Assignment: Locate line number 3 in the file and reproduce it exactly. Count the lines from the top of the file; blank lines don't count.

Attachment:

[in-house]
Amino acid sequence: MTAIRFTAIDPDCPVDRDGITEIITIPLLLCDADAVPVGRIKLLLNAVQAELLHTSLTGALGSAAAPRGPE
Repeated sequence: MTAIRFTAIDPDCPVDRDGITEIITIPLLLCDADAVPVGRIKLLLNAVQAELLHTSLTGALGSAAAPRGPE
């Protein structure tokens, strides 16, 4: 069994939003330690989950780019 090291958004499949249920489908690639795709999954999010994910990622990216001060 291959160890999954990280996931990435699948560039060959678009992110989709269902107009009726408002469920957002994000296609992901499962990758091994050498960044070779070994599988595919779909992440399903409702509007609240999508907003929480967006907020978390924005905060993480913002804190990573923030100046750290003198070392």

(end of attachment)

Repeated sequence: MTAIRFTAIDPDCPVDRDGITEIITIPLLLCDADAVPVGRIKLLLNAVQAELLHTSLTGALGSAAAPRGPE